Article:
Need a little inspiration? Check out this sample transfer essay, and don't forget to check out our tips below! (And if you need help getting started on your transfer application essay, .)
A clear, concrete answer to this question should be a large part of a transfer student’s application essay. “Why do you want to come to this school? That’s the primary thing transfer admissions officers want to know,” says Cara Jordan, Director of Transfer Admissions at Sacred Heart University in Fairfield, Connecticut.
For the application essay and all aspects of the college or university application, transfer students also need to be sure to exactly: stick to word counts, submit all requested materials and information, meet deadlines, and pay close attention to details.
By now you know exactly what you will write about and how you want to tell the story. So hop on a computer and get to it. Try to just let yourself bang out a rough draft without going back to change anything. Then go back and revise, revise, revise. Before you know it, you will have told the story you outlined—and reached the necessary word count—and you will be happy you spent all that time preparing!
We will spend time on this Web site explaining how college funding works, the types of college scholarships available, how to find a scholarship, and how to apply for one. That’s pretty standard issue for a Web site about scholarships, although we think (if you’ll pardon us saying so) that we’ve done an excellent job of being comprehensive and readable. Here’s what’s different.
Many athletes dream of going to college on an athletic scholarship. It’s possible to achieve that dream, but these types of scholarships are highly competitive and the application process is a world unto itself. Awards are made through colleges, and applying for an athletic scholarship is akin to marketing yourself for a starring movie role. If you are interested in winning an athletic scholarship, go immediately to the National Collegiate Athletic Association (NCAA) Web site and begin reading as fast as you can.
Enrolling at a two-year community college gave me the opportunity to sift through different areas of study and find what worked for me. General education courses and a varied curriculum offered a wide lens through which I could see what different fields had to offer, and find a true fit. It wasn’t easy. I took classes ranging from applied sciences to ceramics, and—of course—I liked almost everything I tried! Then I took an anatomy and physiology course during the spring of my first year at ABC Community College, and it hit me. I realized that the medical field would allow me to help people while constantly learning, exploring different facets of the work.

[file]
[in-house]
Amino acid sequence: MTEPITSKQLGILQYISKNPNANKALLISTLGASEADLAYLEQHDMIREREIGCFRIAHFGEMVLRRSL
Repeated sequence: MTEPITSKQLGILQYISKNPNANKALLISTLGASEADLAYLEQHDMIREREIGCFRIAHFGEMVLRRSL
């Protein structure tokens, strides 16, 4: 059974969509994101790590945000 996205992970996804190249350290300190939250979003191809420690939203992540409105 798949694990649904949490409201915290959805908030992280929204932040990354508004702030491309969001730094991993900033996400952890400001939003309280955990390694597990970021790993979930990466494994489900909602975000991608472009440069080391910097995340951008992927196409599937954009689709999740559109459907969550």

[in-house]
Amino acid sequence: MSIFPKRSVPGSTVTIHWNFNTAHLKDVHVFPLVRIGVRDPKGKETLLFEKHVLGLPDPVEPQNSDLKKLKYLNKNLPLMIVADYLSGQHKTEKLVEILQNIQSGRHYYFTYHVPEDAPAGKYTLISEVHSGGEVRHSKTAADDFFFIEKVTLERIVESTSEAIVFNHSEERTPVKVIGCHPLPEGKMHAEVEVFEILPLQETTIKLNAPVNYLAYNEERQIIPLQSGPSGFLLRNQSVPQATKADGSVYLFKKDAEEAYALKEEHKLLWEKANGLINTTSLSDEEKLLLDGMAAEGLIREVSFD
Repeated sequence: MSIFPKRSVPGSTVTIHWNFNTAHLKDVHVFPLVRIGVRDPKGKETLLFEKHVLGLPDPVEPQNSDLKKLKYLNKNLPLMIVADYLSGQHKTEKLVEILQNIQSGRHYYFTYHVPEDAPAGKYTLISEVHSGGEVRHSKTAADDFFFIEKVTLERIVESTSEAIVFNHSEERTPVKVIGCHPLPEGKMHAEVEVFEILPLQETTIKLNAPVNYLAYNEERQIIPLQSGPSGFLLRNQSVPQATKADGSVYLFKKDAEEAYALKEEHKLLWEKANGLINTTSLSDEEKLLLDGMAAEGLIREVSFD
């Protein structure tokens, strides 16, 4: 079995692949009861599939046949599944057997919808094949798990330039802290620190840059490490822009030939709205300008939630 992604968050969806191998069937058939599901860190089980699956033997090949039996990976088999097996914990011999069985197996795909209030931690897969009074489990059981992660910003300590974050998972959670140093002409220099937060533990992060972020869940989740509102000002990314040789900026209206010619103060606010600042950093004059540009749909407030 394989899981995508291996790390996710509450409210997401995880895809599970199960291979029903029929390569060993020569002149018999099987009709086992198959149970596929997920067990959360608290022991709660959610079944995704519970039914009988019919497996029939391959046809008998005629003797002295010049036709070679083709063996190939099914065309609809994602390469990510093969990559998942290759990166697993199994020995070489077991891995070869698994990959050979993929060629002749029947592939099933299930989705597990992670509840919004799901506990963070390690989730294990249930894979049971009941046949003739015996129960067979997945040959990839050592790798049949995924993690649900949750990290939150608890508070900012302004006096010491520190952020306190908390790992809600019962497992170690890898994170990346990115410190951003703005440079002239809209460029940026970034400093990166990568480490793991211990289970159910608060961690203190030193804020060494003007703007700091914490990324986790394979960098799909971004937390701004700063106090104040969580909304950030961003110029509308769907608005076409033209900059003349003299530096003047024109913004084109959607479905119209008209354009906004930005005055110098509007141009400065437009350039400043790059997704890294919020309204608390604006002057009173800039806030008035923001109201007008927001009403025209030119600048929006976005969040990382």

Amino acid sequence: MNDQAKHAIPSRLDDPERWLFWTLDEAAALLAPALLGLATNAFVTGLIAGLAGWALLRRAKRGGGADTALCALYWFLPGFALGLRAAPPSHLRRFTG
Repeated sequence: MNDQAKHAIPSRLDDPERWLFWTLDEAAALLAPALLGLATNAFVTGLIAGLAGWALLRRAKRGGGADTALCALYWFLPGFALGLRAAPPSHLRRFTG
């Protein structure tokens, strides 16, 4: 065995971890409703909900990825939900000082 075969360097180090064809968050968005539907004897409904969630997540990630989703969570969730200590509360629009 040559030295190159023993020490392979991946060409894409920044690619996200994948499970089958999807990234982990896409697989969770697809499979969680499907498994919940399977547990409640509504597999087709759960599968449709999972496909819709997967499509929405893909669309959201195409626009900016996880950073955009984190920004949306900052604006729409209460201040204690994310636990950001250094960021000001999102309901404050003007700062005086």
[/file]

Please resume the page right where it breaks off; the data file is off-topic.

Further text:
We know that the path to success in earning scholarships has approximately three parts. (This process is hardly so simplistic that anyone should presume to do more than approximate the components.)
Good day to you madam, I would like to ask how many sentences are recommended to give an example in an essay. I would also like to know if it is okay to not mention the actual source of a statistic in an essay that writes about contemporary issues. Thank you.
Admission officers realize that writing doesn’t come easily to everyone, but with some time and planning, anyone can write a college application essay that stands out. One way to do that is to work step-by-step, piece-by-piece. The end result should be a carefully designed, insightful essay that makes you proud. Take advantage of being able to share something with an audience who knows nothing about you and is excited to learn what you have to offer. Brag. Write the story no one else can tell.
Available majors, social environment, internship opportunities, and class size are all common reasons that lead students to leave one school for another. In their essay, transfer students should explain these or other reasons as clearly and concisely as possible, taking advantage of the opportunity to show what they have learned about themselves and the kind of college they believe is right for them.
Your aim in your essay is to provide clear, relevant main points which are well developed, explained and linked. Your other aim is to provide accurate grammar and vocabulary in English. Those examples might be appropriate to use one example but certainly not more than that. Once you make your point, move on – don’t become repetitive. Your Japanese example is confusing for people who don’t understand Japanese but your example from the Philippines is clearer. Remember this is not about filling your essay will all your ideas – it is about being selective and deciding what to include and what to exclude.
One of the most common struggles students encounter is resisting the urge to squeeze everything they’ve seen, done, and heard into their essay. But your application essay isn’t your life story in 650 words. Instead, pick one moment in time and focus on telling the story behind it.